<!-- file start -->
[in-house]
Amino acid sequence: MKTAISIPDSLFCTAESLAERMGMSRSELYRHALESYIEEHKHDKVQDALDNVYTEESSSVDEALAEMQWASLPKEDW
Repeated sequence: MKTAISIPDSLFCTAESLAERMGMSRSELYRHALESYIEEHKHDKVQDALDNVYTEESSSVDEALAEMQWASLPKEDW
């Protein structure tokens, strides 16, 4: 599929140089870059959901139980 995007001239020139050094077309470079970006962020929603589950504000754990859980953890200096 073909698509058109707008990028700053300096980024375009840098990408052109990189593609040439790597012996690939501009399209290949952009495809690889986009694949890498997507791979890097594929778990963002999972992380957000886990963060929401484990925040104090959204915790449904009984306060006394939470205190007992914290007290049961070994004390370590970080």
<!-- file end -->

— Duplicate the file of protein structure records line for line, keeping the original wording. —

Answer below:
[in-house]
Amino acid sequence: MKTAISIPDSLFCTAESLAERMGMSRSELYRHALESYIEEHKHDKVQDALDNVYTEESSSVDEALAEMQWASLPKEDW
Repeated sequence: MKTAISIPDSLFCTAESLAERMGMSRSELYRHALESYIEEHKHDKVQDALDNVYTEESSSVDEALAEMQWASLPKEDW
């Protein structure tokens, strides 16, 4: 599929140089870059959901139980 995007001239020139050094077309470079970006962020929603589950504000754990859980953890200096 073909698509058109707008990028700053300096980024375009840098990408052109990189593609040439790597012996690939501009399209290949952009495809690889986009694949890498997507791979890097594929778990963002999972992380957000886990963060929401484990925040104090959204915790449904009984306060006394939470205190007992914290007290049961070994004390370590970080």